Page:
Friday, January 20, 2012

Context for Clitori

We sit on the floor of an apartment in Brooklyn while I drink tea and watch my friend get more and more stoned. She takes out yet another match from the box, handling them preciously.
"These are from Egypt, you know."
She's dressed in the same clothes as last night at the bar. They flatter her curves but somehow seem wrong in the daylight. She is voluptuous, with a spark in her that makes her even more attractive, magnetic even. Every match she lights seems to borrow a bit of her fire. The light in her eyes has been dulled from her habit and from a hard few years in New York.

We met on a plane to Cairo, where we spent the first six months of 2007. That was before the magazine features, before the people were applauded for their nationality, before the political situation was a dinner table conversation topic in America, before the majority of the western world cared. It was during a time of restlessness and buzzing discontent that would eventually lead to revolution. An instance of mob violence had just occurred where men were raping women in the streets, provoked by a celebrity seen belly dancing at a movie premier. The women begged shop owners to let them in and lock the doors behind -- some of them were protected, some of them were left to be ravaged by the dogs of men who couldn't seem to help themselves and assumed blamelessness for their hate crimes.

She holds the smoke in her lungs for a moment, then croaks:
"Don't you think there is anything positive about the gender dynamic there?"
"No, not really."
Her brow furrows as she concentrates on blowing rings.
"But in their homes, the women run the show - they're matriarchs."
"I'd rather have a clitoris."

Female genital mutilation is one of the unspoken horror stories of our time, categorically akin to acid-throwing or foot-binding. It's brutality and prevalence seem impossible to me, impossible that even one person would do that to another, but the fact is that such an atrocity is widely permitted and occurs to millions to this day.
"Over 95% of women in Egypt."
"Yeah, I've heard that stat before," she says.
"Maybe because it's true."
"I dunno man, I had a great time."

I did too. Her and I ran around the feral terrain of Egypt -- from Cairo to Aswan and from Sinai to Siwa -- with the brand of carelessness particular to students abroad, as if it were our playground. For six months we studied music and languages, slept on buses, and haggled for cheap pashminas. We rode camels and horses, went scuba diving in the Red Sea, obsessed over Nubian trance, had boyfriends and girlfriends. We got in fights, went to clubs, smoked hashish, and galavanted in the Sahara until the sun rose from behind the pyramids. We climbed Mt. Sinai, learned folk dances, wrote papers, set things on fire, spent and made money. It was an intense half-year, from which she hasn't quite recovered.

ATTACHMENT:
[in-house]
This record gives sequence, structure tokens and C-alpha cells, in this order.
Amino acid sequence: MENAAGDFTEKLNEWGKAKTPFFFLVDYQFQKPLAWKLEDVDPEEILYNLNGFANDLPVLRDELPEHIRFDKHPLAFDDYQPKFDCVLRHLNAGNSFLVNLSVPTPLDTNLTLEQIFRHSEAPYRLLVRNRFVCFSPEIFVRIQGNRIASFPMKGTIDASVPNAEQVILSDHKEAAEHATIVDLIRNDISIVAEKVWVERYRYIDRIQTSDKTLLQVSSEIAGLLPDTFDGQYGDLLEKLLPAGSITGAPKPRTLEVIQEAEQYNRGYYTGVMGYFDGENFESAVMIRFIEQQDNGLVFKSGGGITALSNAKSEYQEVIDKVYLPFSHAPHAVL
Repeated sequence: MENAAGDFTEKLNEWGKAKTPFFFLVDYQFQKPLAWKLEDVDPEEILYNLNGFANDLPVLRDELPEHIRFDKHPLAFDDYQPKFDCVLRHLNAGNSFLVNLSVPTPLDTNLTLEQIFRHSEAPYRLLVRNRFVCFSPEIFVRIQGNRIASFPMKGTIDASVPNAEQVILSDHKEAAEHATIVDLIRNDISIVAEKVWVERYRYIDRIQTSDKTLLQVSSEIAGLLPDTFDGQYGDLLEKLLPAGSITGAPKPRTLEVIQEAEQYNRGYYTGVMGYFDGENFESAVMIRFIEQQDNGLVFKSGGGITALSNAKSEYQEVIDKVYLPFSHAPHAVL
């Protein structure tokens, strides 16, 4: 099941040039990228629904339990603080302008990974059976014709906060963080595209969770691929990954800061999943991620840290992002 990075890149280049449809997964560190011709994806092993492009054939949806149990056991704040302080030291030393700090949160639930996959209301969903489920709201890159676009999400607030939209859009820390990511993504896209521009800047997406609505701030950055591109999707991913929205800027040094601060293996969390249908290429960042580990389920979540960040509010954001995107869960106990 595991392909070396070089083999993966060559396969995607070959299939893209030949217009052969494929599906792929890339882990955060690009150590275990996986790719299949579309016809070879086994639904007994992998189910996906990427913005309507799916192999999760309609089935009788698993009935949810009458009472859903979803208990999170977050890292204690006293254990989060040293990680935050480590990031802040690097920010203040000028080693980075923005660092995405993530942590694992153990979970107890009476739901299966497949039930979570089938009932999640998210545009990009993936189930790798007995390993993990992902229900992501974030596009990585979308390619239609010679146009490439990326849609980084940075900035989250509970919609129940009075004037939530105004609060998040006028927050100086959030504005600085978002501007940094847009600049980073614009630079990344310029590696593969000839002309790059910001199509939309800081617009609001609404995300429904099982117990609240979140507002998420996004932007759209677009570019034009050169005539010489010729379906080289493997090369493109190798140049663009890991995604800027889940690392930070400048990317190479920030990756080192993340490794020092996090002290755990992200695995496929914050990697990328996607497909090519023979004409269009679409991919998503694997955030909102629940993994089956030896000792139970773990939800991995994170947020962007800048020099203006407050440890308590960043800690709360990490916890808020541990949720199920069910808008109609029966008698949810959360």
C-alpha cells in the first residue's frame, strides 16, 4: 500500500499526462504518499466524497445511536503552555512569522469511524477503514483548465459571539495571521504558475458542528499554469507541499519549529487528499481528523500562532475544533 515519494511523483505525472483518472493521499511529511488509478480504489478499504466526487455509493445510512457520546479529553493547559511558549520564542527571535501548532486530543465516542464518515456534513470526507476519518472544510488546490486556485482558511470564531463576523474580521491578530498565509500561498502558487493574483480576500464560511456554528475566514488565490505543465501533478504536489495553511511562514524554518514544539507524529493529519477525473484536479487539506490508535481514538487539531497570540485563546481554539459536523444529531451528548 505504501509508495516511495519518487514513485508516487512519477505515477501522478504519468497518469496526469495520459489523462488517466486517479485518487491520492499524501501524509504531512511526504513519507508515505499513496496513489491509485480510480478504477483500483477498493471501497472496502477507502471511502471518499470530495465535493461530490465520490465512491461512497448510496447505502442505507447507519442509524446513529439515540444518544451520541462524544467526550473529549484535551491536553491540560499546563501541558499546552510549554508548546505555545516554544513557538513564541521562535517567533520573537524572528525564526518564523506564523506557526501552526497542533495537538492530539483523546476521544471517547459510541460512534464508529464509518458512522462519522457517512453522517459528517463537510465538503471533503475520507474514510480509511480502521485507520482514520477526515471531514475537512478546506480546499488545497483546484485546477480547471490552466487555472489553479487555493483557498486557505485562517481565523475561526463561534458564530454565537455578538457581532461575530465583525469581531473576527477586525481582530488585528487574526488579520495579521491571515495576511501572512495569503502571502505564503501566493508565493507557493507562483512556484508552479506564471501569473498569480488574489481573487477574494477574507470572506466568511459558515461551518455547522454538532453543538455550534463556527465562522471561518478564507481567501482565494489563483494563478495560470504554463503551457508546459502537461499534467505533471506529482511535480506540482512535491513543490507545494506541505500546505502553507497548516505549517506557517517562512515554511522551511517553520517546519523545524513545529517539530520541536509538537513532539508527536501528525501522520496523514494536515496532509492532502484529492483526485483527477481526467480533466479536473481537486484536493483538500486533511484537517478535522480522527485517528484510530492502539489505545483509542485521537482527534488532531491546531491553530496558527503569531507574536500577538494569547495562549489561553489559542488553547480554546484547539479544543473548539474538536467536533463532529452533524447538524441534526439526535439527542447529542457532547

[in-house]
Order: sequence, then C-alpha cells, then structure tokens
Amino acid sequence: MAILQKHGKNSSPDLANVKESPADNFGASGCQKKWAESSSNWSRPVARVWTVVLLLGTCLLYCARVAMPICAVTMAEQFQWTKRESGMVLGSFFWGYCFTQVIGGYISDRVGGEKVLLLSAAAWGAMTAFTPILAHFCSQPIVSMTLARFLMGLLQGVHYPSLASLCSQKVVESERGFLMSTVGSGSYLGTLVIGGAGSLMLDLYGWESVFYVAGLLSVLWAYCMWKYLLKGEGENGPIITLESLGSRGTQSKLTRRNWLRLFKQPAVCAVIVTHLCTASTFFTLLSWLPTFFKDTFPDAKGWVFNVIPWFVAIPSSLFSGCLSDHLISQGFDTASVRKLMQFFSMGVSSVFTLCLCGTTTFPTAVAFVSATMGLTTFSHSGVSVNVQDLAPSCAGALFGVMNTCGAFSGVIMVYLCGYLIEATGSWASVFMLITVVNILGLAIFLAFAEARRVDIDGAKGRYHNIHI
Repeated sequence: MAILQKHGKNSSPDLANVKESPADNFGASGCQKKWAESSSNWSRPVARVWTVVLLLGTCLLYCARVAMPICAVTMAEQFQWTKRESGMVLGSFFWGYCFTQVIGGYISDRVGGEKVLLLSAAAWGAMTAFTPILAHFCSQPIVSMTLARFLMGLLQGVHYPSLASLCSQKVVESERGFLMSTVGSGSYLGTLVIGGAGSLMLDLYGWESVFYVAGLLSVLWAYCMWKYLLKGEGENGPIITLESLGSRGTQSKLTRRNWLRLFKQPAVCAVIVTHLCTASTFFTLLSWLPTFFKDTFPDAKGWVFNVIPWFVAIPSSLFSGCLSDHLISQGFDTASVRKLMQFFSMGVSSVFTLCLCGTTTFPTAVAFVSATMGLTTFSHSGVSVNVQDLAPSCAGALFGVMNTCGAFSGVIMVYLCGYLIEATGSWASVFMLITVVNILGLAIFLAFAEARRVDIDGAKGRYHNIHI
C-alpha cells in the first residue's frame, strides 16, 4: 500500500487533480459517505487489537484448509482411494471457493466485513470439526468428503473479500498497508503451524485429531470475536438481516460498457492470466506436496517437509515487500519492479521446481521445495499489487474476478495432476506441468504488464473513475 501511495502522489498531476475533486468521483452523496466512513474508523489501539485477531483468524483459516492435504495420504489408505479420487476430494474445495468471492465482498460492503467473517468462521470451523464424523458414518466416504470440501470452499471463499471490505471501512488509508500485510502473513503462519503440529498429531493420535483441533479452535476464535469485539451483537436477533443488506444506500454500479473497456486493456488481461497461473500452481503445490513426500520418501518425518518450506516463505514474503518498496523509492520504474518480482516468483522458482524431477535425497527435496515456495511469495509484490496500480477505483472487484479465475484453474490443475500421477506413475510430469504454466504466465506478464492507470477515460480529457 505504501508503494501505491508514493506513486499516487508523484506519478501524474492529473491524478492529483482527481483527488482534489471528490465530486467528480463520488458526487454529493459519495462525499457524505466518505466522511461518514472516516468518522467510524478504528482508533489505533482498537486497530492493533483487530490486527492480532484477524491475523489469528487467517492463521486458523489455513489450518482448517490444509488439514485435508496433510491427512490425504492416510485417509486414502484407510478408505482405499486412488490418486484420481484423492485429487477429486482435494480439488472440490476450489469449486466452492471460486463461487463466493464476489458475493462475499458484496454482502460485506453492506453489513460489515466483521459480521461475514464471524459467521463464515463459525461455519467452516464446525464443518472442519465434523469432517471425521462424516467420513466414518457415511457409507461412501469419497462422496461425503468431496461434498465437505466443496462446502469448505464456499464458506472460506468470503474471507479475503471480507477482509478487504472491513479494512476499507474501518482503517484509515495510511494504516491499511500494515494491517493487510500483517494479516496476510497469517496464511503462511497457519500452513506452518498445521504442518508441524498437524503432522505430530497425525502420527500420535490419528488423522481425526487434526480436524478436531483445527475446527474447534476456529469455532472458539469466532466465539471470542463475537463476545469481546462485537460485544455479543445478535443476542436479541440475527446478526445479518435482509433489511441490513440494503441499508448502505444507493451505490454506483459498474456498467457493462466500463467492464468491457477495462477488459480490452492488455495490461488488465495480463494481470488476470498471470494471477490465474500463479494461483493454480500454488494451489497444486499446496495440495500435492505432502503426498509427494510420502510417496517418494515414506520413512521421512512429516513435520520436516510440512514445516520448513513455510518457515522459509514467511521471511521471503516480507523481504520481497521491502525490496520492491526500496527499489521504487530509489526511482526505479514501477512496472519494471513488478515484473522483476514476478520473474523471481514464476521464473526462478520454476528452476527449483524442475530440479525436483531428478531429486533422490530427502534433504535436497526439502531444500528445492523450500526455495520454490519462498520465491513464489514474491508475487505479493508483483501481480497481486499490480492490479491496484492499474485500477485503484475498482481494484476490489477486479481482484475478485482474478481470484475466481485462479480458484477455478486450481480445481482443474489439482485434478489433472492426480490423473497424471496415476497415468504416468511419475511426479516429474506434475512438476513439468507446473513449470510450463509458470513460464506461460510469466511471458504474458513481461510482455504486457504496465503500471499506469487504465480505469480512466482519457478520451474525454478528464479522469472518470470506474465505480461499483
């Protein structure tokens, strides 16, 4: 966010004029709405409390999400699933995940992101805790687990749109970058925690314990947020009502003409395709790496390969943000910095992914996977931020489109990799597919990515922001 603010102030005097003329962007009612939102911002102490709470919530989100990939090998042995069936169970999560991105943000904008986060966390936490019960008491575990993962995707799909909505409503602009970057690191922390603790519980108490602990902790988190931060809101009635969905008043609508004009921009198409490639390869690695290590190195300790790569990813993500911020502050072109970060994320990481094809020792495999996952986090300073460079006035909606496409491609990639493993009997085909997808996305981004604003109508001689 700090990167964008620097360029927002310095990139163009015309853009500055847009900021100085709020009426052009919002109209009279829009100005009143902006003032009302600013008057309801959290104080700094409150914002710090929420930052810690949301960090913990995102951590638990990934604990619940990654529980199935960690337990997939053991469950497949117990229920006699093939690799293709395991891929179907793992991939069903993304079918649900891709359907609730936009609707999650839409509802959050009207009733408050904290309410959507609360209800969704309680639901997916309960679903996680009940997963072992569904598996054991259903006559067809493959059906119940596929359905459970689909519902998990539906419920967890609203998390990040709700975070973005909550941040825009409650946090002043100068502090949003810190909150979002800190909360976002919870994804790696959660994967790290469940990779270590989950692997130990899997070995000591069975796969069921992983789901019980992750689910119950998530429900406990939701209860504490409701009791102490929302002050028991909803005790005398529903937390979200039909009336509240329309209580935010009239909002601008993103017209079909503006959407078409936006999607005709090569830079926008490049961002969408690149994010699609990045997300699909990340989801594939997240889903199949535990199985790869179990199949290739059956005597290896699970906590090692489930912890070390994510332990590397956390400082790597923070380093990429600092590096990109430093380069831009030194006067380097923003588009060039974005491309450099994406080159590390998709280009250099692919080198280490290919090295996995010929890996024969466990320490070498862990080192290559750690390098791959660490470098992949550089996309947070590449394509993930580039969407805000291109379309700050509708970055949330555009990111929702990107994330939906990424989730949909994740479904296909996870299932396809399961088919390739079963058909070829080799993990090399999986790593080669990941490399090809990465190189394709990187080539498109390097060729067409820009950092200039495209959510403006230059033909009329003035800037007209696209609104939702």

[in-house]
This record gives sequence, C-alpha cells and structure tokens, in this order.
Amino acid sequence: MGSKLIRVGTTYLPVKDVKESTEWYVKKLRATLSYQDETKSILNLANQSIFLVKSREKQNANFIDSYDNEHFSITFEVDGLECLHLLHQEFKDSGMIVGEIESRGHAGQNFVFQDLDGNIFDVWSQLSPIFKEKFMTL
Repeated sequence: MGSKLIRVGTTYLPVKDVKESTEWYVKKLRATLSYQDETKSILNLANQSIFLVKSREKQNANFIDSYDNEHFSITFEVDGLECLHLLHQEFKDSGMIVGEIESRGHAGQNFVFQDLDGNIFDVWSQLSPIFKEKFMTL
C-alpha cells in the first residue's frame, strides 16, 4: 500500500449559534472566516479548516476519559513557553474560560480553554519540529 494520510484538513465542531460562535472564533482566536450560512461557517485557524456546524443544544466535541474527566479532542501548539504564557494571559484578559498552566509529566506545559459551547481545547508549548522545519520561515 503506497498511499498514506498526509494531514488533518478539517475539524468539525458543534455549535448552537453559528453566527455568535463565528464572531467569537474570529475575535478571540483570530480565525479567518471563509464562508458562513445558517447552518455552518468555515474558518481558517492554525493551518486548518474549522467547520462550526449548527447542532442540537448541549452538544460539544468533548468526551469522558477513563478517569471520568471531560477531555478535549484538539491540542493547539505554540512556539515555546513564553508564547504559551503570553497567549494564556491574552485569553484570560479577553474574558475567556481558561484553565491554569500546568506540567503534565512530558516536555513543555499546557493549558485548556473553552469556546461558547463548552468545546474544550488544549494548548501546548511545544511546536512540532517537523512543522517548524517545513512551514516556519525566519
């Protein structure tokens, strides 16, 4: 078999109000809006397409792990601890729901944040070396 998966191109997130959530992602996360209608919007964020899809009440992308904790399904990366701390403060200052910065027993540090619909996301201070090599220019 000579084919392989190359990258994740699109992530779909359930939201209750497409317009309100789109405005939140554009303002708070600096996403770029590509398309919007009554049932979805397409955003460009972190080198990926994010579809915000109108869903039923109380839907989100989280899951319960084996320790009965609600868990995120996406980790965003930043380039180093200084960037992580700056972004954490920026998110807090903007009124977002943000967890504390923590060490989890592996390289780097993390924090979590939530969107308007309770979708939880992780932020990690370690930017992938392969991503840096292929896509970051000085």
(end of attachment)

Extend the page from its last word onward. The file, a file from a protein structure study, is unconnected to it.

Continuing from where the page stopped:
"It was great... but I went off the deep end, man. I stretched myself to every corner of the extreme... and I wish I could have that back. New York's kicking my ass." She coughs smoke, drinks water. "It's too hard to swim here, and too easy to sink."

I can appreciate my home in the west coast with a fuller gratitude in this moment, it's healing and permissive environment that helped me transform my experience of that time, with all it's triumphs and terror, into a context from which I can lead the rest of my life. The contrast between my current experience, vibrantly colored as it is by exercised sexual freedom, and the experience of that 95% of women in Egypt seems too great to exist side by side, but they do.

It's from this awareness that I conduct myself. I drink every droplet of freedom with thirst, and though I'm not particularly religious, I thank God and the universe every day for my clitoris.

For aggregate posts on reproductive and women's rights, check out the posts Slut Shaming and Fascinating Reads: Sexuality in the World.
Read about my misadventures in Istanbul, Turkey in Gypsy Love Curse.
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